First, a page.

- Christianshavn: if bohemian vibes are what you love, look no further than Christianshavn. With narrow canals, street arts and indie shops, the area is ideal for a tranquil stay.
During our few days in Copenhagen, we stayed at the Andersen Hotel, a trendy boutique hotel set in the vibrant Vesterbro area. Walking to the city centre was easy and quick, and the streets were quiet at night, with plenty of bars and restaurants around.
Sustainable travel in Copenhagen
Sustainable travel means exploring the world whilst being aware of your surroundings and having a positive social, environmental and economic impact on the places you visit.
Being a responsible traveller in Copenhagen is possible! Here are some sustainable tips for reducing your carbon footprint:
- Book direct flights (which require less fuel than indirect flights) and offset your carbon footprint. But, do not use carbon offsetting as a complete solution. Combine it with other sustainable practices, like avoiding single-use plastic on the plane and mindfully packing your suitcase for your green holiday.
- Select an eco-friendly accommodation. It is not always easy to determine whether a hotel has eco-conscious practices, but try to look on their website for green credentials and ask questions. You can also use Bookdifferent or Ecobnb to help you decide.
- Walk as much as possible. Copenhagen is a compact city easily accessible on foot, and you will not produce any emissions. And if walking is too tiring, use the bike! The capital is ideal for cycling around at your own pace.
- Eat at local restaurants that use produce from the area and emphasise organic and sustainability. It will contribute to the local economy and reduce your carbon footprint by supporting restaurants where food does not come from long distances.
- Always respect the local heritage. Treat people and their surroundings with respect. Sustainable travel is not only about the environment but also about the local communities. So, always be respectful, smile and immerse yourself in the local vibe.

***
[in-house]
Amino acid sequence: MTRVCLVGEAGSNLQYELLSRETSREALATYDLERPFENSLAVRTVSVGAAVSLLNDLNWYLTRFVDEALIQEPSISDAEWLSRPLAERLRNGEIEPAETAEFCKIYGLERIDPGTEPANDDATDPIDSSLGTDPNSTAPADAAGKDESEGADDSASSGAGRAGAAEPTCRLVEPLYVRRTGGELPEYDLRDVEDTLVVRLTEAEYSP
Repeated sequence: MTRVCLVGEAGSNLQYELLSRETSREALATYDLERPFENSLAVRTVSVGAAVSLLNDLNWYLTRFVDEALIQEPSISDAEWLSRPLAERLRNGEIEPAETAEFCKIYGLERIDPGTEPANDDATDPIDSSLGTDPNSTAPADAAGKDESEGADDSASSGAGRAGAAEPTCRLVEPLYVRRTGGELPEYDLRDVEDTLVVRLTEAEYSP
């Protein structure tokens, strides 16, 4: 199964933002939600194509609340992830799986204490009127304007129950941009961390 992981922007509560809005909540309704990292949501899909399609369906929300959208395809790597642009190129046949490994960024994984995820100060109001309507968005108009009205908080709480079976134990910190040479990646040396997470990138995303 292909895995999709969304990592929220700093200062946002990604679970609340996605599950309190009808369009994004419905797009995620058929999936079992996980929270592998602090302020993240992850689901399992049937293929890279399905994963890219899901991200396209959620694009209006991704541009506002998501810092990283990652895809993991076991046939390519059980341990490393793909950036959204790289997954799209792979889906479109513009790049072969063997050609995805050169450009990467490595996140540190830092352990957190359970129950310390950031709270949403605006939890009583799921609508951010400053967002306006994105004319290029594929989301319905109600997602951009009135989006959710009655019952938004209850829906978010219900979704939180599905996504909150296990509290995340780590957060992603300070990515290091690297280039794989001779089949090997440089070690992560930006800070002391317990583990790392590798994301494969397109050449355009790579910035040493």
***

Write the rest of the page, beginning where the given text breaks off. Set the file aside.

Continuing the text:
More inspiration for your green adventures:
- Best Travel Apps for Exploring Sustainably
- 15 Travel Books to Inspire Your Next Eco-Adventure
- Best Ecotourism Activities Around the World
Eco-friendly gear you might love:
- 10 Best Sustainable Backpacks for Travel & Hiking
- 10 Best Reusable & Eco-Friendly Travel Mugs
- 8 Best Filtered Water Bottles for Travel & Hiking
Check out this page for more inspiration on eco-friendly products & gear.
Copenhagen travel planning guide
Yes, buying insurance is always valuable when travelling abroad. Enjoy your city break in Copenhagen stress-free with one of my favourite providers, Nomad Insurance.
Yes, tap water is safe to drink all over Copenhagen (the city undergoes strict daily quality controls). However, I also recommend travelling with the UltraPress Purifier Bottle, a lightweight filtered water bottle perfect for reducing plastic and staying hydrated.
Yes, renting a car in Copenhagen is easy and is a great way to explore the outside of the capital freely. I recommend booking yours with Rentalcars.com – they offer a variety of operators for all budgets.
The best way to book your accommodation in Copenhagen is with Booking.com – my favourite platform to compare and reserve places to stay each night, from affordable guesthouses to luxury hotels.
I recommend booking your plane with Skyscanner. It has been my favourite platform for years, as it allows me to book the cheapest flights whilst lowering my carbon emissions.
3 days in Copenhagen – FAQ
Yes, 3 days are enough to discover Copenhagen and enjoy its top highlights and attractions. It will allow you to explore its diverse neighbourhoods, museums and many parks – without rushing!
Copenhagen is an expensive city to visit, like most Scandinavian countries. It is possible to explore the capital on a budget but bear in mind that you will still spend more money than you would in other cities.
Yes, absolutely! Copenhagen is a compact city, and all its best attractions are within walking distance of each other, so you can easily explore them on foot, even on a short day trip or weekend getaway.
And you, have you ever visited Copenhagen or would you like to go one day?
Let me know in the comments below!